Ryan encouraged the room to get acquainted with the remedies he recommended. There was a handy web site, (Ryan had actually unveiled his plan in May 2008, amid the McCain-Obama showdown). He touched on the principles that mattered most: stable money, a secure dollar, tax code reform, health care reform (”a vibrant health care market”), federal spending and limited federal regulation.

After a stint on Capitol Hill as a policy wonk for a member of the House, Ryan landed with Jack Kemp’s supply-side economics think tank, Empower America, in 1993. He comes from a rich conservative lineage that includes Barry Goldwater, Reagan and Kemp.

Before exiting that morning, Ryan reminisced about Kemp, the 1996 vice presidential candidate with Bob Dole.

“Jack Kemp once said that all of the supply-siders in Washington (in the 1970s) could fit in a phone booth,” said Ryan, then just 38 years old. “I’m not sure what a phone booth is (laughter). I’ve heard about them.”

But Ryan is as dialed-in as they come on economic philosophy. He has lived and breathed small-government conservatism his entire adult life. By selecting Ryan as his running mate, Mitt Romney has found one of the few people in Washington who is driven by policy before politics. Ryan seemingly has relished being a voice in the wilderness a for more than a decade, warning Republicans they were straying from their ideals.

National Review’s editorial following the Ryan announcement said it best. Because of his fierce devotion to and enduring respect for sound economic principals, Ryan today is “more presidential than the incumbent”.

The CPAC crowd in Washington sensed that as long ago as 2009.

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Media elites guard right to define ‘tragedy’

July 23rd, 2012 · No Comments

How is one tragedy deemed to be more tragic than other recent or past tragedies?

While this might seem an inane exercise, the mainstream media would have the masses believe it is a legitimate question that only its elite club of observers of human behavior can adequately answer.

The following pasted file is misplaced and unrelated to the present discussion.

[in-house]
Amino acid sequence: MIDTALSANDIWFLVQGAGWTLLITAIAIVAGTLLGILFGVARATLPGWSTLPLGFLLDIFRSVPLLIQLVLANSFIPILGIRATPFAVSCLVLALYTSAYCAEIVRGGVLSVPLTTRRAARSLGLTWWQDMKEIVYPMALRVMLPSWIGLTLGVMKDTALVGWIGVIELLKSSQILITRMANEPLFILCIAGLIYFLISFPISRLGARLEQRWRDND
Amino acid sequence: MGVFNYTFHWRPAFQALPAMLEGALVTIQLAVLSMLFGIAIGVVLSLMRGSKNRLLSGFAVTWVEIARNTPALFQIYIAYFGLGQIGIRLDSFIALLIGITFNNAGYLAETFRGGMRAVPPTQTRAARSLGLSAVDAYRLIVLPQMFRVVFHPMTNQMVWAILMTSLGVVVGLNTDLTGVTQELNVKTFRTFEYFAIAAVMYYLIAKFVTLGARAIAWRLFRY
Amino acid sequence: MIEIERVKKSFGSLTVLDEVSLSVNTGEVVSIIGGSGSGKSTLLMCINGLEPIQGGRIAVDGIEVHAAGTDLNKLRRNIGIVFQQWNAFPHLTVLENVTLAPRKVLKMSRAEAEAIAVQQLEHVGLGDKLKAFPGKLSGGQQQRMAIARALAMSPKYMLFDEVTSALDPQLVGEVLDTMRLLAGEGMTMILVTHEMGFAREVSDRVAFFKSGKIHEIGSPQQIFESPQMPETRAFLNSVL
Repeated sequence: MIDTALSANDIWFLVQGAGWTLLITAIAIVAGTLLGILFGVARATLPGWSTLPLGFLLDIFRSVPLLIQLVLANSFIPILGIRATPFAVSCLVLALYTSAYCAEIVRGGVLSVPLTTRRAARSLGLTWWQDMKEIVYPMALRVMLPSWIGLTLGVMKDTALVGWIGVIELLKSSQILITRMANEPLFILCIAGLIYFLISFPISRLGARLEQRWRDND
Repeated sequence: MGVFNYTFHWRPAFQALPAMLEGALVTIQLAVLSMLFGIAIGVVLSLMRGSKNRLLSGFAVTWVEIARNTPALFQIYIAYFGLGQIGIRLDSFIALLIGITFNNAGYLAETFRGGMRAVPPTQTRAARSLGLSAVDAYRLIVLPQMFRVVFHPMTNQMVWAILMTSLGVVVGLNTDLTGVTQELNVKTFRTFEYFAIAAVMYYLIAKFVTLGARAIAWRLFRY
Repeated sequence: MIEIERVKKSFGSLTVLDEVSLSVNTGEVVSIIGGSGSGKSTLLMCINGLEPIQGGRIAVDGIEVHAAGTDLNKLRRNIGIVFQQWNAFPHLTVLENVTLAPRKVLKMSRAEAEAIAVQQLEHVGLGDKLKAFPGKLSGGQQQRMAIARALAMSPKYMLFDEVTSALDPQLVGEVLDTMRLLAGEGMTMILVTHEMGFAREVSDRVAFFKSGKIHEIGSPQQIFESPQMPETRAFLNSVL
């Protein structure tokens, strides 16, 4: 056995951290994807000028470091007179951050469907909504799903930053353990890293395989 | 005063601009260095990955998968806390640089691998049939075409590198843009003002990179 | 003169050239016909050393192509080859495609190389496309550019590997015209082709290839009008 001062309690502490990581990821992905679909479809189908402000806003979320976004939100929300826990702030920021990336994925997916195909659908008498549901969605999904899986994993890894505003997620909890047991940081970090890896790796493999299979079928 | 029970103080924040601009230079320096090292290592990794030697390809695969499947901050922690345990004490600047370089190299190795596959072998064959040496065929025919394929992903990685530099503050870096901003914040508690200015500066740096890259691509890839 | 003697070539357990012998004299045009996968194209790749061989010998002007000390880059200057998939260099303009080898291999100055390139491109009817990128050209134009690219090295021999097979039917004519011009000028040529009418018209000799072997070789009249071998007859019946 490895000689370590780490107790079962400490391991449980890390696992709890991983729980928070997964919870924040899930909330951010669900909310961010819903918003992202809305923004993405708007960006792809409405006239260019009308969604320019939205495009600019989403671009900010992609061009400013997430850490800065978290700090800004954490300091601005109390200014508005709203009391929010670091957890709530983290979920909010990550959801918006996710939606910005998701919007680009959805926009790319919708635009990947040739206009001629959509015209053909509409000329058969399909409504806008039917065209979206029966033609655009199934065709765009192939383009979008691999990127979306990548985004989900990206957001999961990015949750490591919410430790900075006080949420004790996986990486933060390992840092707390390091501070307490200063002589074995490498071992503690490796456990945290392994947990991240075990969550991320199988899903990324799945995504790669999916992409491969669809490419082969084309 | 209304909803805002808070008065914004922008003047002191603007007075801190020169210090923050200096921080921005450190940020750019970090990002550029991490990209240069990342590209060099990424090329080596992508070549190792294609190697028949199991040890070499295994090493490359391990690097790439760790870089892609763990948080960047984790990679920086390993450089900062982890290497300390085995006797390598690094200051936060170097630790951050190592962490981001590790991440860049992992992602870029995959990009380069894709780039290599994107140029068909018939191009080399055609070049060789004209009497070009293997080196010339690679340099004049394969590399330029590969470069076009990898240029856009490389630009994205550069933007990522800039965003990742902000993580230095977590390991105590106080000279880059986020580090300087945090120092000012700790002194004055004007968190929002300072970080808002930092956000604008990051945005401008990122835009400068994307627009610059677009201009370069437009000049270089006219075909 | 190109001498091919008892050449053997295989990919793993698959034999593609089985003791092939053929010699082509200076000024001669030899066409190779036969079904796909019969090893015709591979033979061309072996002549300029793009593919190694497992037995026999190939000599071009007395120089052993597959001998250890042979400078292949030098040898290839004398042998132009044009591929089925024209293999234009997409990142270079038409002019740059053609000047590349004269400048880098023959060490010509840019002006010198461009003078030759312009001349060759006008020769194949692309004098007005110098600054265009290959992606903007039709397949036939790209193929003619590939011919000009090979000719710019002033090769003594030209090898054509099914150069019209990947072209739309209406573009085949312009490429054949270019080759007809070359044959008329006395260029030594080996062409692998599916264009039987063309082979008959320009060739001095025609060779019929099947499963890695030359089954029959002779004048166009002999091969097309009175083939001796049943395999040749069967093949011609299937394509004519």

Within hours of the shooting spree in a suburban Denver movie theater last week, the media went into DEFCON 1 tragedy mode and remains there, indefinitely. What happened just after midnight in Aurora, Colo., obviously is devastating, numbing, and indescribably sad.

But that is not enough for today’s mainstreamers and their 24/7, agenda-driven news cycle.

The rule of thumb is that tragic events are — to adopt the vernacular of the Obama administration — man-made, typically carried out by young, mostly white men using guns or homemade bombs. (The networks were slow to go wall-to-wall on the 2007 Virginia Tech campus shooting that led to 32 deaths. The shooter, who took his own life, was Asian.)

If the white man can somehow be linked to the Tea Party, all the better. ABC News thought it had such a link to the demented Aurora shooter. It hastily floated the possibility before facts got in the way and revealed another James Holmes, mid-50s, was a tea partier, not the 24-year-old alleged theater shooter.

ABC tried to “place the horror at the feet of American conservatives,” the Chicago Tribune’s John Kass observed.

In addition to shooting sprees, acts of God such as weather events also can be classified as extremely tragic depending on the socioeconomic status and race of those impacted.

Hurricane Katrina in 2005 was a media-designated tragedy because it displaced poor, minority residents of New Orleans, some of whom were seen on rooftops, where floodwaters could not reach them. It escalated to this point after the state of Louisiana and city of New Orleans utterly failed to prepare for or respond to the massive hurricane, which meant it was now President George W. Bush’s fault.

Ultimately, more than 1,100 people in New Orleans and St. Bernard Parish lost their lives when Katrina hit, but the national media was fixated primarily on the federal government’s response, with much less attention on decades of denial and bone-headed neglect of inadequate levees by state and city leaders. Yet it was the latter that caused the massive loss of life.

The Bush rule was specific only to the previous decade. If it advanced the blame-Bush narrative, any event, natural or man-made, potentially was a tragedy. Even Dick Cheney’s accidental shooting of a hunting companion vied for tragedy status because, and only because, he was Bush’s pro-military vice president. (The elderly gentleman who was wounded said it was nobody’s fault).